These bio-plastics models might be based on various low cost, less intensive crop materials (from waste to whole grains), with support from scientists in plant breeding, fermentation and extraction technologies, coupled to a few serious investments in bio-plastics resin production.


The Market

For the next 10 years the market for plastics is expected to continue the rapid growth it experienced in the last half of the last century. World per capita consumption of plastics is expected to increase from the current level of 24.5 kg to 37 kg by 2010 led by the US, Western Europe and Japan, but South-east and East Asia and India are expected to emerge as growth regions to account for 40% of world consumption of plastics by 2010. World consumption is expected to increase form the current 180 million tonnes to 258 million tonnes in 2010. All plastics resin categories are expected to experience significant positive growth as further substitution takes place with traditional materials like steel, wood and glass.

Australian manufacturers (who produce only synthetics), however, are expected to be seriously challenged in meeting the growth opportunities for resins in both domestic and export markets. As a result the Australian trade deficit in plastics is expected to grow significantly to more than $4 billion/year by 2010.

The possible market share for bio-plastics in Australia could range from 10% to 30% of the polyethylene (PE) resins used in packaging and for making products for agriculture itself. This would translate to 41,000-123,000 tonnes by 2010. The world market for biopolymers could be between 4 million and 12.5 million tonnes by 2010, an estimate, which, it is emphasised, could be well over or well under the actual outcome, depending very much on the level of R&D applied to developing new bio-plastics resins. This implies, somewhat conservatively, that bio-plastics could capture between 1.5 and 4.8% of the total plastics market. To penetrate the plastics market a bio-plastics producer would need to recognize and deal systematically and comprehensively with several key issues: a.) economies of scale exist and are important in reducing unit costs; b.) access to low cost materials of consistent quality; c.) reliable supply and ability to accommodate market growth; d.) market segmentation for speciality plastics; e.) access to significant R&D resources to bring about continuous improvements in productivity; f.) supply chain coordination; g.) government regulations; and h.) investor sentiment, which might be seen as now favouring greater use of renewable resources, providing there is an improvement in energy efficiency and reduction in greenhouse gas emissions.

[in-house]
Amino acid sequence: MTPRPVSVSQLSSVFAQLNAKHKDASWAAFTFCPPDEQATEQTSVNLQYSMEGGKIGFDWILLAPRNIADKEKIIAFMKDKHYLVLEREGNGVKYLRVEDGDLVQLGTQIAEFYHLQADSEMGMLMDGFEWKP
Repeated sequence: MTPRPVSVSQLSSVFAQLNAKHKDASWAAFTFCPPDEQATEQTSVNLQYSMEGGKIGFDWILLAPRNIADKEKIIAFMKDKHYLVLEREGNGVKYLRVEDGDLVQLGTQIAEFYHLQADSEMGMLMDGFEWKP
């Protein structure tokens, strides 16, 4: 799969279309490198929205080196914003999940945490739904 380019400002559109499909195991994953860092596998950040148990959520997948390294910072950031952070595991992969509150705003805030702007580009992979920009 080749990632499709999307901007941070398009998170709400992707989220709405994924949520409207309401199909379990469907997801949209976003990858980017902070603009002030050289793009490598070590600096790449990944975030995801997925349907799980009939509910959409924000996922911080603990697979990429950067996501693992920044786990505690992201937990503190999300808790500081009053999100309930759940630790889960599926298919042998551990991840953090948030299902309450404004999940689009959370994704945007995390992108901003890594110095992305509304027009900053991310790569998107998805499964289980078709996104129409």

Irrespective of environmental benefits of bio-plastics the price of crude oil and naptha relative to agricultural materials will continue to have a significant influence on the competitive position of bio-plastics viz. synthetics, though continued improvements in agricultural material production and processing technologies also have potential to further narrow the traditional cost advantage of synthetics. Over the past 30 years the price ratio of agricultural materials:crude oil [$/t:$/barrel] has declined significantly. This price ratio decline seems likely to continue and narrow the gap between the prices of synthetic and bio-plastics resins.

Production Possibilities

The production of 41,000-123,000 tonnes of resins for packaging and agricultural inputs such as films would require an estimated 105,000-316,000 tonnes of, for example, maize to produce polylactic acid (PLA). An optimal sized PLA plant of 140,000 tonnes/year would require an estimated 350,000 tonnes of maize or equivalent wheat, sorghum etc.

After examining research and product development of bio-plastics it seems that the main objective in much of the research has been about the function of biodegradability, with all other issues including energy efficiency and emission reduction of secondary concern. Yet for some bio-plastics energy efficiency and emission performance are among their strongest virtues and biodegradability is not always the most sought attribute. Also, the essence of the matter of biodegradability is being address, in part at least, with elaborate recycling of synthetic polymers and even the emergence of biodegradable synthetics. The real game is about materials performance, sustainability, use of renewable energy and decreased emissions.